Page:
As the world’s population grows older, governments, cities, businesses, and many others must react to and prepare for a number of significant changes. For example, there are an estimated 46.8 million people currently living with dementia; that number is expected to rise to 74.7 million in 2030 and 131.5 million in 2050. The rising prevalence of this condition will have an incredible impact on a range of industries, from financial services and insurance to health care and robotics.
On Wednesday, February 17, key stakeholders in healthy aging convened at Columbia University’s Mailman School of Public Health (MSPH) to take part in the latest New York City Advisory Alliance (NYCAA) breakfast. The NYCAA is comprised of locally-based organizations including the New York Academy of Medicine, MSPH, Mercer, the Global Coalition on Aging (GCOA), the World Economic Forum (WEF) Global Agenda Council (GAC) on Ageing, and Vitality. It is a local and informal advisory group to the GAC on Ageing, chaired by Vitality Chief Health Officer Derek Yach. The purpose of this particular meeting was to debrief participants on recent events including January’s WEF 2016 Annual Meeting in Davos, Switzerland, and February’s Ageing GAC and Age UK-sponsored symposium in London, England.
In Davos, healthcare permeated many of the discussions at this year’s WEF Annual Meeting as industries previously unrelated to aging are beginning to discuss what a longer human lifespan means for employment, housing, financial services, cities, families, and much more. An especially interesting roundtable was titled “What If: You Are Still Alive in 2100?” and inspired the recent TIME magazine issue focused completely on issues surrounding longevity. It is important, and most encouraging, that topics such as diet and brain health are entering the public consciousness with relation to longevity.
As some recent estimates show men and women born in 2014 will live 90.9 and 94.2 years, respectively, the London symposium built on the Davos discussions and focused on financial security in later life. Already, longer lives are causing people to run out of money, having underestimated how long they might live. This will change the way we interact with pensions and other retirement mechanisms, as dwindling government coffers and personal accounts are failing to support many throughout their life course. Similarly, general declines in cognitive function and the aforementioned greater prevalence of cognitive impairment impair decision making, meaning that financial health must become part of the greater healthcare discussion.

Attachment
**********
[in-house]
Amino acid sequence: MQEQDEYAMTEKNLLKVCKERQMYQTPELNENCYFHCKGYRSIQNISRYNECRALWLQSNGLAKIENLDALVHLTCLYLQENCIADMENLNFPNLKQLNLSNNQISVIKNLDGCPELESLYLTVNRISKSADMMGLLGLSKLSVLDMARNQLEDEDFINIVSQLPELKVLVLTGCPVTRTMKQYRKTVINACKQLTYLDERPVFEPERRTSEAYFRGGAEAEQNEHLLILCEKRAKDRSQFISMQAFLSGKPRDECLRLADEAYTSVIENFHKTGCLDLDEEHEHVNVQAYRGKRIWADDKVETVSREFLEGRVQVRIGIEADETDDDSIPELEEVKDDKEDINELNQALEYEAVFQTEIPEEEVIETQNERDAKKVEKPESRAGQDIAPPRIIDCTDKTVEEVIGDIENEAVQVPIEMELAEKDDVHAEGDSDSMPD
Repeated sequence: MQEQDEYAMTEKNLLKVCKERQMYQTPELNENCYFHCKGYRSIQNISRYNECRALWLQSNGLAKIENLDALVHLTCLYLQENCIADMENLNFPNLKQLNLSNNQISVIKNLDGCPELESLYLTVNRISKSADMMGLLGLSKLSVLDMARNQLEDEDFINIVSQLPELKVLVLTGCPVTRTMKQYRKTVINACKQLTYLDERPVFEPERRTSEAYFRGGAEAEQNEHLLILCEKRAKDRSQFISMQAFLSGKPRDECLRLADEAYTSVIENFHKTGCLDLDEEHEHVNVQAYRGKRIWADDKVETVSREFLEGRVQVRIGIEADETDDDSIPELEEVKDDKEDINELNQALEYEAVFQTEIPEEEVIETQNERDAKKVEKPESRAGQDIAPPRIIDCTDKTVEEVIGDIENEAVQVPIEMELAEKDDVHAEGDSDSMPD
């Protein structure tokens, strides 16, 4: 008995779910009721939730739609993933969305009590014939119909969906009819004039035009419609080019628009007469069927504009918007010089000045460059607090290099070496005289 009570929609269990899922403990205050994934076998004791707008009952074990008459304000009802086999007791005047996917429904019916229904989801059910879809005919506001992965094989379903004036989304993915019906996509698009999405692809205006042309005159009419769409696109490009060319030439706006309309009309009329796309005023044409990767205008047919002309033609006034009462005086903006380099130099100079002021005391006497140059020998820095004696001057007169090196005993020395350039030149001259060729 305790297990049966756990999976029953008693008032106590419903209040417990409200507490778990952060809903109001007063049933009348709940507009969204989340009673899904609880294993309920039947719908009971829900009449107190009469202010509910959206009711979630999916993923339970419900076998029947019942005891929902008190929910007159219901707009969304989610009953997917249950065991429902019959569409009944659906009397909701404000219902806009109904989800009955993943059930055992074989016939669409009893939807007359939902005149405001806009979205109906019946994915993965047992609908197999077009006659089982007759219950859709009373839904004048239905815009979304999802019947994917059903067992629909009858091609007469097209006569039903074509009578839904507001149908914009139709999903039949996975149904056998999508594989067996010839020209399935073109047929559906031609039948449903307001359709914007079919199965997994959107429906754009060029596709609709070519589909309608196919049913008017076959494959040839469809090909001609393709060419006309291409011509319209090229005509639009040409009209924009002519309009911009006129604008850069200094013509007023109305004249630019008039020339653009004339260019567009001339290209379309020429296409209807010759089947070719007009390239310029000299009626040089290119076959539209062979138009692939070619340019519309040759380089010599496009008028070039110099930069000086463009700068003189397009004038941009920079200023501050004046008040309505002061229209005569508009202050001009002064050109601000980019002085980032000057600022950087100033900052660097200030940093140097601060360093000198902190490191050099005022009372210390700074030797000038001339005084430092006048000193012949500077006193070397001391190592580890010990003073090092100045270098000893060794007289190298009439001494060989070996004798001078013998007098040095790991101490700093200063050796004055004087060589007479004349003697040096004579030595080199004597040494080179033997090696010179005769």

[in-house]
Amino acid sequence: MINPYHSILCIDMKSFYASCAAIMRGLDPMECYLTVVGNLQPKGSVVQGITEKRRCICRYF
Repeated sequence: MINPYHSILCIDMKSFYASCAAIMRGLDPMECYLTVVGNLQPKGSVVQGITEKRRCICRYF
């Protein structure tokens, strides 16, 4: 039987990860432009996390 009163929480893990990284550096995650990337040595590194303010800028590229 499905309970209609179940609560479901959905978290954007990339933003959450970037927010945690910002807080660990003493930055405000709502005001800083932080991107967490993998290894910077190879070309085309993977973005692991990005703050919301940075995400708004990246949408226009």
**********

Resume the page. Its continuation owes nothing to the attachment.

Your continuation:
The issues impacting seniors are far ranging and multifaceted, though one thing is clear – senior numbers are proliferating. However, there are many opportunities to adapt and benefit from these trends; opportunities that, with collaboration and a little disruption, can ensure safety and well-being later in life too.
Do you know about predicted changes in aging? How does aging affect people in your culture, community, or city? Do you know of new innovations or organizations making an impact on healthy aging for all? Let us know in the comments below or by tweeting at @VitalityUSA.
Thumbnail credit: Jose Luis Pelaez via CNBC